THE BLOG
09/30/2014 04:35 pm ET Updated Dec 06, 2017

Why Dying at 75 Is Worth Considering

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Image by: Nicole Pierce

By now most of you have probably read Dr. Ezekiel Emanuel's highly riveting and thought-provoking article on why he hopes to die at 75. Based on some reactions I've read, I know that the ideas he put forward are contentious and made a lot of people uncomfortable and even enraged. However, I admit that this essay earned a huge nod from me.

Emanuel hopes to die by age 75, but by no means is he advocating euthanasia or physician-assisted suicide.

He emphasized that our culture's manic pursuit of youth (or what he calls the "American immortal") doesn't really prolong life but instead only prolongs the dying process.

The author cited studies showing that physical and mental capabilities decline as we age and that "...by 75, creativity, originality, and productivity are pretty much gone for the vast, vast majority of us."

In the personal sphere, Emanuel discussed how the desire to live long places huge financial and emotional burdens on our children, and how living well into old age goes against his desire to be remembered by others as someone vibrant, active and engaged.

One of Emanuel's most important points is his discussion on how he wants to approach healthcare as he ages, admitting that he'll see it more as palliative rather than curative care; that he won't actively end his life but won't be interested in prolonging it either, which means rejecting preventive tests, flu shots and any life-sustaining interventions.

I don't agree with everything Emanuel wrote, especially where it concerns vaccines, though I admit I feel somewhat validated and comforted. I agree that after a certain age, the need to prolong life is unnecessary. And I most certainly agree that it shouldn't be denied that aging translates to a decline in physical and brain health. It's just how nature is.

People criticize Emanuel for choosing what seems to be an arbitrary age of 75. I don't believe it's as arbitrary as some may think, in the same way that some may think my chosen age of closer to 80 sounds completely random. But it's not.

It's 80 for me because I'm considering my son's age. By age 80, my son would've already turned 46 and by that time, I'd like to believe he'd be more equipped to deal with my passing. No one is ever really prepared at any age but by then, I think he'd be more settled in his own life, happy and hopefully with children of his own.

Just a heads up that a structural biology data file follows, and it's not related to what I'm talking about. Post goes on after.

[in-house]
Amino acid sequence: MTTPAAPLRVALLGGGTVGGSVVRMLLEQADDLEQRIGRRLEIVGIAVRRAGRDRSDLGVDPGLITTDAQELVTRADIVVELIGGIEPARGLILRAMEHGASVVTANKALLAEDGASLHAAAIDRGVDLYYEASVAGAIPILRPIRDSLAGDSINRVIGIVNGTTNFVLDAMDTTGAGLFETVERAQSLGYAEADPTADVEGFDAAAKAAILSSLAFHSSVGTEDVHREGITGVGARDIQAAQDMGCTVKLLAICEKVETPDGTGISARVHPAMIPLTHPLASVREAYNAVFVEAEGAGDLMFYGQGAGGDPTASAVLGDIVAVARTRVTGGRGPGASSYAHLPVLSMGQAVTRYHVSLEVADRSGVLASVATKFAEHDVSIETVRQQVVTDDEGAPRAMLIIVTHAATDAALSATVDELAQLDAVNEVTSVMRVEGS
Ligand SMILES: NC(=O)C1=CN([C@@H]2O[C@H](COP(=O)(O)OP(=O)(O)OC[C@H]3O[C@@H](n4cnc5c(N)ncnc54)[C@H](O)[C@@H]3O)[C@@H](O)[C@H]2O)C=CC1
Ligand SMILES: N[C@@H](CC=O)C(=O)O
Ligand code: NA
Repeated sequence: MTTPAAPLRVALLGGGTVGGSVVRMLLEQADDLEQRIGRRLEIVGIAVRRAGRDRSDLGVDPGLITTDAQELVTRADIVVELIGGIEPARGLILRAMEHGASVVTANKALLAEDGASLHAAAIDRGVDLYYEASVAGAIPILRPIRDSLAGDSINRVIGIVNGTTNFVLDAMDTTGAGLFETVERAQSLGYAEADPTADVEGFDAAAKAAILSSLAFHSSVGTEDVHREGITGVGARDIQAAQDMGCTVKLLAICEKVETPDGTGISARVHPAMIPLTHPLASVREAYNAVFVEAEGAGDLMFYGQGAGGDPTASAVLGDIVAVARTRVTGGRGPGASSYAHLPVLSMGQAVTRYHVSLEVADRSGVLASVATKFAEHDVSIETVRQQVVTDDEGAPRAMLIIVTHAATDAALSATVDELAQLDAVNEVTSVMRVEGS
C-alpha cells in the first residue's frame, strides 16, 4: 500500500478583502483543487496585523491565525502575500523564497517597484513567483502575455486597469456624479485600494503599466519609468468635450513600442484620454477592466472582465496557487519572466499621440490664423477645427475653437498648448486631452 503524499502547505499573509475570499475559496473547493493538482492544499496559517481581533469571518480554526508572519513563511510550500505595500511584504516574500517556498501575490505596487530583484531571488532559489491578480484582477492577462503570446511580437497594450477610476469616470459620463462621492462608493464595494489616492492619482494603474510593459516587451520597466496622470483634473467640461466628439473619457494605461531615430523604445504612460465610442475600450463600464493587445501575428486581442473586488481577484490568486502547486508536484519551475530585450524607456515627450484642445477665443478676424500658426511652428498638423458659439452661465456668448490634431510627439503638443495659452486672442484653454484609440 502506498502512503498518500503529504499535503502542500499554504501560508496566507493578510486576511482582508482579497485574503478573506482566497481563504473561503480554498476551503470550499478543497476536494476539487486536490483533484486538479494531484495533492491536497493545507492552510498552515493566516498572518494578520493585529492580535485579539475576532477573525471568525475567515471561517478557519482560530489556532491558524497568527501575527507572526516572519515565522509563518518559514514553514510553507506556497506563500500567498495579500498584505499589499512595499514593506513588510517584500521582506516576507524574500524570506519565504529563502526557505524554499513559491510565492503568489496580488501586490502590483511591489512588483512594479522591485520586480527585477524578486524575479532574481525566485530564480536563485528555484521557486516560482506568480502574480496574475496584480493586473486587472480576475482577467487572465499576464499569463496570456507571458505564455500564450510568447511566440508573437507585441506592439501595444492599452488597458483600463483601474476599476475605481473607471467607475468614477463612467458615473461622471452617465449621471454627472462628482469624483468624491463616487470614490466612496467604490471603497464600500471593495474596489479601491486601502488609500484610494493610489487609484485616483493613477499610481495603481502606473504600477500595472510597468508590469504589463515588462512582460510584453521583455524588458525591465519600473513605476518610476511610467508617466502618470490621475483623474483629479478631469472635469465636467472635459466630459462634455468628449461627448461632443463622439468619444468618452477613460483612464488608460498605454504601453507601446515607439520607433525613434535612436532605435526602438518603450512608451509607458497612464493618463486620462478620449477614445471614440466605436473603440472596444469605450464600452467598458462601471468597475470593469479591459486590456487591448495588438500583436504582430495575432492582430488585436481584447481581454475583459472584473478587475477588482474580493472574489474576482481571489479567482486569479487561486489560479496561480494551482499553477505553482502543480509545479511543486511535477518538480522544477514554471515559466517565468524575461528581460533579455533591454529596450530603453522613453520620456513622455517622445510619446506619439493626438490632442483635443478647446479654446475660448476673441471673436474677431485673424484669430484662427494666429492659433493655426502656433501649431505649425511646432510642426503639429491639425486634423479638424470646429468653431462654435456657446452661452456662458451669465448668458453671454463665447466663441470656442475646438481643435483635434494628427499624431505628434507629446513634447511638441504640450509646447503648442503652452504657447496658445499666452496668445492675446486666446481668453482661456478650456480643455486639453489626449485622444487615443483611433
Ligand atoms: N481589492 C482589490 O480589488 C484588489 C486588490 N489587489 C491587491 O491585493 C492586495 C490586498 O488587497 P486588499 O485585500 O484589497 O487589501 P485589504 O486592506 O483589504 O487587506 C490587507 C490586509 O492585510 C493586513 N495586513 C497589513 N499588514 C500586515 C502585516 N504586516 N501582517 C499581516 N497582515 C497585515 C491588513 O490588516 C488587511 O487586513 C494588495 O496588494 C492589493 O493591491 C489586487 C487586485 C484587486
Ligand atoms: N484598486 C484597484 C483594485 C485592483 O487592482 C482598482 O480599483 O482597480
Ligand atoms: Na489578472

It's 80 because that was around the same age when my own grandmother's mental faculties started to significantly decline. She is suffering from dementia, and though not officially diagnosed, I wouldn't be surprised if what's causing it is Alzheimer's disease (AD). I fear ending up the same way, as I know is also true for my mother. Who am I to assume that I will be spared the same fate because of advances in technology now? Science admits that much of AD remains a mystery. Research says it could be genetic. If that's the case, then I'm pretty much screwed. On the bright side, you'd understand my support of Emanuel's sentiments even more.

Besides the decline in my mental faculties, I'm certain that the decline in my mobility and dexterity also won't take its sweet time. I know this because roughly five years ago, the process has begun for me. I have fingers that are slightly deformed because of osteoarthritis. There are days when they feel stiff and I fear the day when I will find it impossible to write. My knees creak and I've been told by a doctor to avoid walking in incline and that I shouldn't run so much anymore, if at all.

So yes, if I could have my way, I want to die before I get too old. It isn't aging I fear. It's the point of helplessness and uselessness. And it's not solely about fear but also love. I love my family which is why I don't want to inflict myself on them should I reach that point when much of "ME" is already gone. I don't want to be an unnecessary burden to my child and don't believe I am his responsibility. I don't want to cause him unnecessary financial and emotional strain as he tries to figure out how best to care for me when I can no longer fully care for myself.

Death is a very personal experience. We confront it alone, no matter how many others surround us. And the older I get, the more I become objective enough to admit that death happens way before it takes our last breath. "To live," "have a life," or "be alive," means more than just having a beating heart and the capacity to breathe. What it truly means is to be productive, to be able to contribute something worthwhile, to still know how to look forward to experiences and learn, be enthralled, be curious. But if one gets too old or too sick and disabled to even have the capacity to move about, care for oneself and others, and have a mind clear enough to engage in valuable relationships, then isn't that not being fully alive anymore? And if that's my belief, and choose not to prolong my own life without actively seeking death but merely by embracing its inevitable arrival, then why chastise me?

For most of my life, I never understood my mother's lack of desire to grow really old and die old. But now I do. I'm thankful to Zeke Emanuel for starting this discourse and forcing people to ask the tough questions about the nature of aging, death and even the meaning of life; for making the brave and honest among us confront how we want aging and dying to look like for us if we could indeed choose. It's not only the practical thing to do, but also the most loving thing we could offer those who come after us, those who we'll leave behind.

This piece was originally published on Catharsis.